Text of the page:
September 2022 Update

  • MSIA Business & Annual Meeting – Sponsored by Browning, Kaleczyc, Berry & Hoven and Definiti Comp Solutions/Definiti Rx
  1. Agenda
  2. Proxy Statement
  3. Annual Member Survey
  4. Guest Speaker – Dr. Greg Vanichkachorn, Mayo Clinic – CE Credit!
  5. Special Guests –
  • MSF Board Declares $30 Million Dividend
  • 5-Year Kids Chance Commitment
  • Governor’s Conference – Missoula – 9/28 – 30 - You Will Want to Attend!
  • WCRI White Paper – A Primer on Behavioral Health Care in Workers’ Compensation

MSIA Business & Annual Meeting – Sponsored by Browning, Kaleczyc, Berry & Hoven and Definiti Comp Solutions/Definiti Rx

  1. Agenda
  2. Proxy Statement
  3. Annual Member Survey
  4. Guest Speaker – Dr. Greg Vanichkachorn, Mayo Clinic – CE Credit Available
  5. Special Guests –

The MSIA Business & Annual Meeting, Sponsored by Browning, Kaleczyc, Berry & Hoven and Definiti Comp Solutions/Definiti Rx, will start at 8:30a on Wednesday, September 28 at the Missoula Hilton Garden Inn. The MSIA Annual Meeting, starting at 9a, and our guest speaker, Dr. Greg Vanichkachorn of the Mayo Clinic, is on the Governor’s Conference agenda. Our Annual Meeting is the first item on the Conference agenda.

Our Business Meeting agenda, starting at 8:30a, will cover:

  • Introduction and adoption of 2021 Business & Annual Meeting Minutes
  • Financial Review
  • 2023 Budget Proposal and Adoption
  • Annual Issues Survey Review
  • Bylaw Amendment Review
  • 2020-21 Board Amendments
  • Additional Changes From the Floor?
  • Old Business/New Business
  • Tax Status
  • Conflict of Interest Statement for Board Members
  • Board/Officer Election (staggered terms – two seats are up for re-election)

MSIA members will be provided with all the necessary background material before the meeting via email.

Proxy Statement - - If you cannot attend the Business Meeting – both Associate and Employer members - please provide the attached proxy statement, for quorum purposes only, so that we can accomplish our Association business.

Annual Issues Survey - - Please provide your thoughts regarding the 2022 Annual Members Survey and get it back to us. All responses are kept strictly confidential and are the basis for our positions during the legislative session and during the rule-making process. If Associate and Employer members need another copy of the survey, just let me know.

Board Election - - The Associate Member Board seat, currently held by Mike Marsh of Midland Claims Service, and a member-at-large Board seat, currently held by Dee Walcheck of Logan Health, are up for election this year. Marsh is also the Secretary/Treasurer for the Association. Both Marsh and Walcheck have agreed to continue to serve, if nominated and elected to their current positions. Floor nominations are also permitted. Our Bylaws call for two-year terms on a staggered basis so we would avoid the potential of a wholesale change in the Board at one time. The Chair, Vice Chair and another member-at-large seats will be up for election next year.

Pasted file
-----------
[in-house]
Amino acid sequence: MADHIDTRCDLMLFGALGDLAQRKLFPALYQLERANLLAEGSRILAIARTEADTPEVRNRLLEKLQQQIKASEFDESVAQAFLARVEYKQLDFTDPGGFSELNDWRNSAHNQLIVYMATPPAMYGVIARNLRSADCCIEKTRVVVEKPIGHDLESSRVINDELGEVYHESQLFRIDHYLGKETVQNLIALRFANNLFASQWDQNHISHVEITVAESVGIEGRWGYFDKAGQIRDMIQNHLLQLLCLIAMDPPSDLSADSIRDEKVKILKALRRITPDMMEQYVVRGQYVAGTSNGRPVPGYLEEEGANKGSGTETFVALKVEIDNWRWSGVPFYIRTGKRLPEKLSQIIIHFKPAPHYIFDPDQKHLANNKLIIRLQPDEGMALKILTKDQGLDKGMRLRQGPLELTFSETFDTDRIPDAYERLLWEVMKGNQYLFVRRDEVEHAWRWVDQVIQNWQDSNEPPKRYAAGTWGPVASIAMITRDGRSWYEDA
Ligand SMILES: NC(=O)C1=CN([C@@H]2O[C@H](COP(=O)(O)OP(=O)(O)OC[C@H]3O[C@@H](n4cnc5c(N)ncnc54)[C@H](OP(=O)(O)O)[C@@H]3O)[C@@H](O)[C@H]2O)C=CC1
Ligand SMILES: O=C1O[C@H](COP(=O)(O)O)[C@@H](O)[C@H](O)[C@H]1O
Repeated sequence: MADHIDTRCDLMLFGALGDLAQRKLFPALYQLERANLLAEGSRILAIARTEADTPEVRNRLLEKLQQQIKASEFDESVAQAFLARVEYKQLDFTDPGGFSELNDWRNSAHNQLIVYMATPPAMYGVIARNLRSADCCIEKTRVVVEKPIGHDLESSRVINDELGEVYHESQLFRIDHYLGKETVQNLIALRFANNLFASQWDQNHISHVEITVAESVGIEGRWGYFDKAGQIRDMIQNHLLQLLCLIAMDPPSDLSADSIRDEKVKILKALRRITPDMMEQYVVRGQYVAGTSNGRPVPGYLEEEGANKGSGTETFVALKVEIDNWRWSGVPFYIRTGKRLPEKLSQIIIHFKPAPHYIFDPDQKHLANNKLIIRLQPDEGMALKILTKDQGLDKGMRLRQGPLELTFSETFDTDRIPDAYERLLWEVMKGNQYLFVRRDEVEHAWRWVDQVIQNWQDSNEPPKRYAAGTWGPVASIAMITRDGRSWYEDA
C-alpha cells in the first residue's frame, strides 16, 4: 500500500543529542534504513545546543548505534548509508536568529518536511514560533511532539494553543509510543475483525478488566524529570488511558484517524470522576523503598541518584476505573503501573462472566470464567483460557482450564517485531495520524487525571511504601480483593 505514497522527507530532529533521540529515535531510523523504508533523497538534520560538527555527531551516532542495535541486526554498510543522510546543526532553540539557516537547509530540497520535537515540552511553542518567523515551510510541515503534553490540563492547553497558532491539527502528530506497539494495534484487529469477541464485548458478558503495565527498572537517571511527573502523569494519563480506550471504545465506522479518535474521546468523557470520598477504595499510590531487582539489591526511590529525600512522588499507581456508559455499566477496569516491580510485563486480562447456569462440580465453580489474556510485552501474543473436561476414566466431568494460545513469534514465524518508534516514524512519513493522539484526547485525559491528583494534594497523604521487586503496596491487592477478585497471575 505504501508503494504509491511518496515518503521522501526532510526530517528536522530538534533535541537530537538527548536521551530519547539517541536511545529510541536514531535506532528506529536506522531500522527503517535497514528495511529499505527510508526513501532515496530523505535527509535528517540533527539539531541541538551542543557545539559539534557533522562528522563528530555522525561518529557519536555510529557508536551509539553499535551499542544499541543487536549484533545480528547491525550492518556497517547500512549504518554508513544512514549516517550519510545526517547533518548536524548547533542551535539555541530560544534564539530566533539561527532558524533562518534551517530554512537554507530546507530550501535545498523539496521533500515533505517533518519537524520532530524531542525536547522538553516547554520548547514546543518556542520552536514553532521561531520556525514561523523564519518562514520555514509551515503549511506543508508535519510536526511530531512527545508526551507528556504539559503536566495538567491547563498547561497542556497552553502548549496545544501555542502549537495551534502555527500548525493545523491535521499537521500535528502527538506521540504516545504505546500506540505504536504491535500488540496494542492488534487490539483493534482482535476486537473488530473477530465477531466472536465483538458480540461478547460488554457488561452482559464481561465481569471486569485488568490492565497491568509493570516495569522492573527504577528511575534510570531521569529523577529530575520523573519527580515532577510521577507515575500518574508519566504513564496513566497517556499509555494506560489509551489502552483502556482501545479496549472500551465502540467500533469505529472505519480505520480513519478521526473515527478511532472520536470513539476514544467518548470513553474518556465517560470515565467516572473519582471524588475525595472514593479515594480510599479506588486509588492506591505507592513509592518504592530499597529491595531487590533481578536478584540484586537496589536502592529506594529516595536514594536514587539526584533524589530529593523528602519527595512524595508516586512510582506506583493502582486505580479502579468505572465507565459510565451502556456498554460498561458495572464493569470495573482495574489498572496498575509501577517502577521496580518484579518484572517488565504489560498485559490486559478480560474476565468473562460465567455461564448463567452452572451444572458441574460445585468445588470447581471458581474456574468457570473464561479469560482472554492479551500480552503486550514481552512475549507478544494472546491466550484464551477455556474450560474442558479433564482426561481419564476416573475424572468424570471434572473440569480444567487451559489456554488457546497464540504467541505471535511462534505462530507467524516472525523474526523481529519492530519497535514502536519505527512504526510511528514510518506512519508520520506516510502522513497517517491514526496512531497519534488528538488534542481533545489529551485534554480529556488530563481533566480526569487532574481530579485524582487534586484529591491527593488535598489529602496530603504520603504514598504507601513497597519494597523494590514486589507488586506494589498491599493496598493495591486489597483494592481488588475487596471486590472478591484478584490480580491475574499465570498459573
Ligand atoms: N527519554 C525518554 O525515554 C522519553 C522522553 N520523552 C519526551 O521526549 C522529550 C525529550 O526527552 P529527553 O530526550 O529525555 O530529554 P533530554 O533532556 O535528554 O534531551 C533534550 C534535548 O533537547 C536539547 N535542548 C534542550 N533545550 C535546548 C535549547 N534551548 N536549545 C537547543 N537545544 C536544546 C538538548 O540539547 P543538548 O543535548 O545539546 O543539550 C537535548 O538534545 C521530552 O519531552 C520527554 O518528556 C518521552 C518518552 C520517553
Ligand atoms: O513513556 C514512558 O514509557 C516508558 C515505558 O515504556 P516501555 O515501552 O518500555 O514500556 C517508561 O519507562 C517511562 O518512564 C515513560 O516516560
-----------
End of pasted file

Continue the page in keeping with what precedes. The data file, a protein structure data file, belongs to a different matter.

Upon adjournment of the Business Meeting, after the Board member election, we will open the Annual Meeting, starting at 9a. The Annual Meeting is open to everyone attending the Governor’s Conference. Our featured guest speaker is Dr. Greg Vanichkachorn, Occupational & Aerospace Medicine Physician, Mayo Clinic.

Annual Meeting Guest Speaker - - Dr. Van’s presentation is Post COVID Syndrome: The Next Challenge in Occupational Medicine and Workers’ Compensation. We will learn about the historical basis for a post-viral syndrome and appreciate the diverse presentation of Long-COVID. Dr. Van will also go through the basic paradigms of treatment and discuss the unique challenges this condition poses for occupational medicine and workers compensation.

MSIA has secured one CE credit for Montana workers compensation claims examiners for attendance at the Annual Meeting. As a result, attendance will be taken to properly apply the CE credit. Please make sure to sign in and out of the meeting to get your credit.

Dr. Van is the medical director for Mayo’s first program for COVID long haulers, the Covid Activity Rehabilitation Program. Prior to his work at Mayo, he practiced in northwest Montana for nearly a decade, helping injured workers recover their function and lives. Outside of medicine, he is an avid fly fisherman, an Ironman triathlete, and a private pilot.

In addition, we will host two special guests, Mark Pew, the Rx Professor and Bob Wilson, both with who will briefly talk about their efforts regarding the college and their program to help train workers’ compensation professionals via an academic program.

MSF Board Declares $30 Million Dividend

  • Distribution on a Non-Loss Sensitive Basis
  • 5- Year Kids Chance Commitment

Today the MSF Board of Directors accepted and adopted a management proposal for the distribution of a $30 million dividend to all policyholders during the 2020 policy year. This follows the most recent $20 million dividend and $40 million dividend declared over the past two years.